BLUE COLLAR WITH BOW TIE
Flashy passenger car convenience comes to the van market
Lashings of luxury have been added to Mercedes-Benz’s workhorse van range.
Sprinter vans now come with a flashy touchscreen and digital driver instruments that can be controlled via steering wheel-mounted controls.
Safety has also improved with the option of the latest lifesaving technology — including radar cruise control, rear cross-traffic alert and active lane-keeping assist that autonomously stops the vehicle straying outside the lines.
Power has been bolstered across the four-cylinder and V6 turbo diesel engine line-up, as well as the addition of front-wheel drive variants, complementing rear-wheel drive and all-wheel drive options.
Prices have increased in line with the improved equipment, rising $3000–$5000 depending on the model — where there is no shortage of options.
Mercedes says 1700 different Sprinter variants are available when you combine body types, drive configurations, cab designs, body lengths, tonnages and load compartment heights.
That’s more than the outgoing model but the primary goal of this latest iteration is to bring passenger-car comfort and convenience to vans.
Sprinter is Mercedes’ fourth most popular model in Australia, only trailing the C-Class, GLC SUV and compact A-Class.
“It can be transporting cement, fresh produce all the way through to VIP transportation for events or a high-end motorhome,” Mercedes-Benz’s Blake Vincent said.
“It has really broad scope so it needs to be multi-talented.
“It works off a building block principle … we have a lot of customisation and it can be tailored to a specific customer’s needs.
“We have more flexibility than we have ever had.”
Launching from this week, the range won’t be complete until next year, with the 12-seater minibus due in the second quarter while
all-wheel drive models will land about June.
There will also be a tractor-head option, which enables motorhome builders to attach the front end to bespoke bodies.
Look at the skin and the Sprinter maintains traditional proportions — minor changes have been made to the grille, headlamps and bonnet.
The rear-wheel drives have an identical load area to enable seamless upgrades. They are available in mid, long and extra-long wheelbase.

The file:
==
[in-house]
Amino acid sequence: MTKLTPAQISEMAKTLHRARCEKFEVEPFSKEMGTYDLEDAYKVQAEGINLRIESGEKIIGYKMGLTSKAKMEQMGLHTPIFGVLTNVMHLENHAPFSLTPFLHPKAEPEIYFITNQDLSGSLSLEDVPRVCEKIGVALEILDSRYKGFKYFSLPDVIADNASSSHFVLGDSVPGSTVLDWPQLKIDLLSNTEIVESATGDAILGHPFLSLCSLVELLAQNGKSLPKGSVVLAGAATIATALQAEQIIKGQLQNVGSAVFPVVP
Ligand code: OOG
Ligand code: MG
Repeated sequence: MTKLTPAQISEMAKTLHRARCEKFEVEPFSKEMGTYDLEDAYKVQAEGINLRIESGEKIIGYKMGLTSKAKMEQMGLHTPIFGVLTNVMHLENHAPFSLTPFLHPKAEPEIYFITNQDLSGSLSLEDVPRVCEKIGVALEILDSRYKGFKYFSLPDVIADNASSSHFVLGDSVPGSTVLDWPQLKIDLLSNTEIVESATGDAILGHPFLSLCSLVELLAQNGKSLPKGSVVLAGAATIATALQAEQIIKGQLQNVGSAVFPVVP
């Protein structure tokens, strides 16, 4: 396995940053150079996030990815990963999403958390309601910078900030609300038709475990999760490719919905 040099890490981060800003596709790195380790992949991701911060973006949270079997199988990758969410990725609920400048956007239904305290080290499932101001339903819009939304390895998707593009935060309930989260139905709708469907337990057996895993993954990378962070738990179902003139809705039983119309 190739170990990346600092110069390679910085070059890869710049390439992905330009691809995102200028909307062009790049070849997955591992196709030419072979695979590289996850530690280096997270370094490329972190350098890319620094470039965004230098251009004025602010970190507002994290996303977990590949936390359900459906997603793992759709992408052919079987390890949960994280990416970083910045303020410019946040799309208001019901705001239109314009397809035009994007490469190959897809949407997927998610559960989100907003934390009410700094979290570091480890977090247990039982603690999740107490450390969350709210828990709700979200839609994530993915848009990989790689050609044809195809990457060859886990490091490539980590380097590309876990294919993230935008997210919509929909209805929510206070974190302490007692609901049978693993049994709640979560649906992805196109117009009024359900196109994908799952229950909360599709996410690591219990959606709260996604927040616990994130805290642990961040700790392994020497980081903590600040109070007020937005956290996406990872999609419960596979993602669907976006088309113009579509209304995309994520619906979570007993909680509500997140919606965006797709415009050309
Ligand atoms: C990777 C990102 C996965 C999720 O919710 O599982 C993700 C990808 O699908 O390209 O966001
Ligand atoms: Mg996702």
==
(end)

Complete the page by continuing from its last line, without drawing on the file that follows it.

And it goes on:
Front-wheelers, only available with four-cylinder engines in short and mid wheelbase, come with a 50kg additional payload and a 80mm lower loading sill.
Despite the Sprinter’s length and breadth, they’re a simple vehicle to drive.
Safety additions become vital tools in traffic, enabling confident lane changes, while the optional cameras offer impressive all-round vision — an exercise involving a completely blacked out cabin proved their value in confined spaces.
Sampling the mid-spec four-cylinder and the V6, both proved solid but it’s the latter that is the choice for those wanting more serious punch (that’s also the donk used by the nation’s ambulances). While six-speed manual transmissions are available, automatics account for about 98 per cent of sales.
Steering is light while the new infotainment system is simple to navigate once you have your bearings and steering wheel touch pads mastered.
While Mercedes has brought mainstream luxuries to the segment, there are various storage spots and a lot of hard-wearing plastics throughout the cabin. It’s designed for long-haul hardiness, not first-class.
Servicing packages are available in three tiers — basic, select and complete — and are claimed to be at least 20 per cent cheaper than pay-as-you-go options. Intervals are long at 40,000km or annual.
Warranty coverage is on par with the industry, three years or 200,000km with roadside assist for the same period, only trumped by the Ford Transit which is five years and unlimited travel.
Vans have often been overlooked in the past for the latest safety gear but for the first time Sprinter comes with active brake assist and attention assist. Former options like lane-keeping assist, blind spot warning, reverse camera, four airbags and cross-wind assist are also now standard.
Blind spot and reverse camera are not available on cab-chassis models.
Upping the ante are a range of new options, including a 360-degree camera with parking package ($1232), active lane-keeping assist which can autonomously keep the vehicle between lines ($554), parking package ($792), traffic sign assist to provide a constant reminder of speed limits ($385) and radar cruise control that always maintains a safe distance when trailing other vehicles ($1067).
Embedded within the Sprinter is Mercedes’ billion-dollar baby.
Significant investment was required to deliver the Mercedes-Benz User Experience (MBUX).
It’s like Siri or Google Home for your car. Making its debut on the just-released A-Class, there is a central seven-inch touch screen (optional 10.25) and a digital display for the driver that sits between the speedo and tachometer.
On the touchscreen, you can press, hold, drag, zoom, pinch and swipe like you would on a smart device.
There are two touch pads on the steering wheel that offer the same functionality as the touchscreen — on the left you can also control the main screen, while the one on the right dictates what is seen in the driver’s binnacle.
It can personalise and house up to 10 profiles — learning the driver’s preferences in terms of satnav destinations, music, contacts and even the seat position (if you have electric seats).
One function expected to be available next year is Mercedes Pro, which will enable position tracking and full vehicle analysis.
Fleet managers will be able to access driver logs, have real-time data on vehicle condition and know exactly when servicing is required in real time.
Available from West-Star Motors Mercedes-Benz, corner of James and Hume streets, Toowoomba.